And Selma, I'm so sorry for your loss. And, you know, it's so hard for anyone not in this situation to imagine what his friends and family are enduring right now. I know you were at the Bodrog home this morning. SELMA NUNES, FRIEND OF SHOOTING VICTIM MARTIN BODROG: Yes.

BURNETT: How were his wife and daughters?

NUNES: They are in good spirits. They are lucky enough to have an amazing community, both church community, they've lived in northern Virginia for a long time, neighbors, people are flying in. They are lucky enough to have a group of -- a lot of people that are surrounding them and just taking care of them. So, they're in good spirits, and they know that he's in a better place, and because of that, they're doing a lot better than most people would in this situation.

BURNETT: Selma, do you remember the first time you met Martin? I mean, what can you tell us about him? I mean, we hear he was designing the ships; some people get this image, I mean that takes such a great dedication and talent. But what do you remember?

NUNES: Well, I remember the first time he saw me. I was in high school and I spoke at a young life fund-raiser benefit. Him and his wife were guests. I shared my story and how much that organization changed my life. And because of my story, him and his wife decided that they wanted to be a part of this organization. I met him three or four years after I graduated college when I joined young life in eastern Fairfax, and he told me that that story changed him, and he has been part of that organization ever since.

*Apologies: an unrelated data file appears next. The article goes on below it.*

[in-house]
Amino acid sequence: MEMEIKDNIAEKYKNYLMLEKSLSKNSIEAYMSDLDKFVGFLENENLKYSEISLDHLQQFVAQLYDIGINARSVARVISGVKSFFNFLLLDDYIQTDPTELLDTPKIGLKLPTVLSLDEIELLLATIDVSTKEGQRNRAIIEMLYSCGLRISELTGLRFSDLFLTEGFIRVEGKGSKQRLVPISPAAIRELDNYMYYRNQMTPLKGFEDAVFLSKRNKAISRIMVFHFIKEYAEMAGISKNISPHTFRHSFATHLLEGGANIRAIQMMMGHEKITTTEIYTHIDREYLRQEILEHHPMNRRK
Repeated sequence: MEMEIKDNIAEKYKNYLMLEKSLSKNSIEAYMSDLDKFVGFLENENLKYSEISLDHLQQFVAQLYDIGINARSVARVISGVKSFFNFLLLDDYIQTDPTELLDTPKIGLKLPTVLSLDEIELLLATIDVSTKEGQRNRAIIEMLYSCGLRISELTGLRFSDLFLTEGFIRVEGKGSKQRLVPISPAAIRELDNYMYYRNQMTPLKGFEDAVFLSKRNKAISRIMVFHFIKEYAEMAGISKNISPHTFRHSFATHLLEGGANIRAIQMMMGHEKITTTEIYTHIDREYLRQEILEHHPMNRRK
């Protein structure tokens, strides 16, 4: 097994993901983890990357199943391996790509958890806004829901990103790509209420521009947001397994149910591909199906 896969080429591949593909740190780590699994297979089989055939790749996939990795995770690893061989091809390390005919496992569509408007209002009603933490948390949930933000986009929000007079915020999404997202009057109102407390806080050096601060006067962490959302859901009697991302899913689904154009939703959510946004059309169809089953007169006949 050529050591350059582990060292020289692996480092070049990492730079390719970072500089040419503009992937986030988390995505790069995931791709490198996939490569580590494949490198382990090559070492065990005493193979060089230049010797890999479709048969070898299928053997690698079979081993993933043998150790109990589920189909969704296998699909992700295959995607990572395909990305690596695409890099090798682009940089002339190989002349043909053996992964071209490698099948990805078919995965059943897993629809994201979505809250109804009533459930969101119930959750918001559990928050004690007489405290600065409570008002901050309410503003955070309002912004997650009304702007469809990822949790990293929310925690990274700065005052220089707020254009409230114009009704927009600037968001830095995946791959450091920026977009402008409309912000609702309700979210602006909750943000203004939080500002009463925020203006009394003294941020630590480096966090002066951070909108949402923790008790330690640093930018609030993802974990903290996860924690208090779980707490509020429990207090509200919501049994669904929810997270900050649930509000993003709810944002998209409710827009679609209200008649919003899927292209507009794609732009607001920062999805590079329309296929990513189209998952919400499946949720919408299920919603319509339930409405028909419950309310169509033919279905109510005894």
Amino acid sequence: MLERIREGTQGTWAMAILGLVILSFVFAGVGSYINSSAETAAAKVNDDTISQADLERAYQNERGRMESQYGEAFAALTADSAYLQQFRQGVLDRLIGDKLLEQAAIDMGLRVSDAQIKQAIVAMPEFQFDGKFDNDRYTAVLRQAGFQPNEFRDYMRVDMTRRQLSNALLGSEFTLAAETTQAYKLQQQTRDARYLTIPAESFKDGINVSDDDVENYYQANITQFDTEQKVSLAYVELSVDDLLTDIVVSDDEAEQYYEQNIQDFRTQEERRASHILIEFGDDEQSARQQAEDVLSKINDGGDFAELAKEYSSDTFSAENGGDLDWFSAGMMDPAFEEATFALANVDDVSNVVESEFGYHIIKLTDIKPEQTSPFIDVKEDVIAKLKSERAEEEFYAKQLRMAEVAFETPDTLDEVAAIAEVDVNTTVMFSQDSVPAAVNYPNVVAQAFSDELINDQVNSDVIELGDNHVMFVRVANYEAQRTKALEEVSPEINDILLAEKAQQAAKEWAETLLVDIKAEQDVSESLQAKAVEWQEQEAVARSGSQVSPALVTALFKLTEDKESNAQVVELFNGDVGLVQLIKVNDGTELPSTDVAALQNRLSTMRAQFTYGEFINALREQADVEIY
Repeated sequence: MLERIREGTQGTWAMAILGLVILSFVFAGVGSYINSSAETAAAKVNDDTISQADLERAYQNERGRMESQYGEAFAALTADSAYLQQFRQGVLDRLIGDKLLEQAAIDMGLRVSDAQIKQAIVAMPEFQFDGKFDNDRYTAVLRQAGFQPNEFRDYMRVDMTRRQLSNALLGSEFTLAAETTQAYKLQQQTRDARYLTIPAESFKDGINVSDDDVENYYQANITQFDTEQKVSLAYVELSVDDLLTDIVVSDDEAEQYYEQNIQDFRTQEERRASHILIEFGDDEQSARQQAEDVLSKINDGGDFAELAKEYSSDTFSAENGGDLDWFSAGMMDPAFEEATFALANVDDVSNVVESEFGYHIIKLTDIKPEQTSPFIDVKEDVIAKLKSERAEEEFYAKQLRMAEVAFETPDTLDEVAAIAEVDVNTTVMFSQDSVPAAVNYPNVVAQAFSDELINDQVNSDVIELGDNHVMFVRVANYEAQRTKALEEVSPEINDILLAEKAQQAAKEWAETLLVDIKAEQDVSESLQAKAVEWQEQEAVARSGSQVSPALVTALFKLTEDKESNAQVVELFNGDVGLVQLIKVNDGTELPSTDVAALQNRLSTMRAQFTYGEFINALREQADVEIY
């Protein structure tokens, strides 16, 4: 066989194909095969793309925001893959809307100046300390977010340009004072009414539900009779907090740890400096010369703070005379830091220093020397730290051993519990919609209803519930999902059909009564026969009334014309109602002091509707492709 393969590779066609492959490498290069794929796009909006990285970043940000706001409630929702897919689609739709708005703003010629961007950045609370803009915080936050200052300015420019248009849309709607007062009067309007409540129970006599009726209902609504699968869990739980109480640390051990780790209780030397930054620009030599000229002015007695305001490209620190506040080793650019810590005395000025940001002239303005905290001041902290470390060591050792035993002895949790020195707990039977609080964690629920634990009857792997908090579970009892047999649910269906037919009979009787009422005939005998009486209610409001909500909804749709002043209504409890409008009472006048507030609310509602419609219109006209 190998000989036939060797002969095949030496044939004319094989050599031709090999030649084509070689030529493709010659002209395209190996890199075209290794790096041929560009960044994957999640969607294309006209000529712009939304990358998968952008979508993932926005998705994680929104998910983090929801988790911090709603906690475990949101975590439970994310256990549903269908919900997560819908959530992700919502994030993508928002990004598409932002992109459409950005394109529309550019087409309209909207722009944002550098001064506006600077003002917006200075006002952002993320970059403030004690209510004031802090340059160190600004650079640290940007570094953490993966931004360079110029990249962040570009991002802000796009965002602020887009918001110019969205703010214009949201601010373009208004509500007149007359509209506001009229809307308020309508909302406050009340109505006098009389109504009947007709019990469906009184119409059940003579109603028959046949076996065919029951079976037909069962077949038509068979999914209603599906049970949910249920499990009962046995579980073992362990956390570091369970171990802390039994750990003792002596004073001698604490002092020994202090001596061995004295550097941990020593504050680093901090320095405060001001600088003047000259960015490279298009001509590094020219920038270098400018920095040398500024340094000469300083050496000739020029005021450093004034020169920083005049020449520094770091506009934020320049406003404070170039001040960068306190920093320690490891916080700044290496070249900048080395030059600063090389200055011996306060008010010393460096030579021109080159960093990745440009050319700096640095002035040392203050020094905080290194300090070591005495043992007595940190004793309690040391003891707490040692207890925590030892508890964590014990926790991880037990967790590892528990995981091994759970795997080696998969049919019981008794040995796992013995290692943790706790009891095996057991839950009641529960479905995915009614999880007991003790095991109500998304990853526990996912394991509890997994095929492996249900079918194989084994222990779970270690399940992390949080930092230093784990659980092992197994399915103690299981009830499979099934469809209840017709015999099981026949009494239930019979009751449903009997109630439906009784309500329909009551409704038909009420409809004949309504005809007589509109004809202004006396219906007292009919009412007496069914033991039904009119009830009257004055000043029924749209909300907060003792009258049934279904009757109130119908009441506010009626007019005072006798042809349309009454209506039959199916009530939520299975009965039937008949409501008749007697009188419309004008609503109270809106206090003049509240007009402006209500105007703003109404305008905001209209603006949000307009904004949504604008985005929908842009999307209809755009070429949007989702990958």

And that's the one thing that when I think about Marty, I think about is dedication. And everything he did was purposeful, meaningful, and was intentional. And because of that he did everything with excellence. Whether it was his family, his job, helping with young life, his church, he was just someone that was very intentional in everything that he did.

BURNETT: Which of course is something so many of us wish we had so much more of. What an incredible person.

And Selma, what did you think when you heard that he had been killed yesterday? Obviously you heard the news.

NUNES: Yes.

BURNETT: And you knew he worked there and there was a part of you that thought there's no way that he would be one of those people.

NUNES: I'm still hoping that I receive an e-mail from him and this is not true. I was in shock, and I think most of the people in his community are in shock, as well, because he was such a great man. Truly an excellent man, you know, a faithful man, and to think that he is gone, leaving back three children, and a wife, and it's sad and shocking. But we know that he is in a better place. And so, I think many of us are definitely in shock but we're also happy that his life was so fulfilled.

You know, so many people have regrets, and I can say with confidence that he lived the American dream, the fulfilled life, he has an amazing family. He had a great job. He was part of the community in so many ways. You know, most people that are involved in young life do it because their kids are in the school. And his kids were not in the school. He believed in the mission and he believed in being part of the community, whether or not his kids were involved. And I think that says a lot about his character that --

BURNETT: Yes.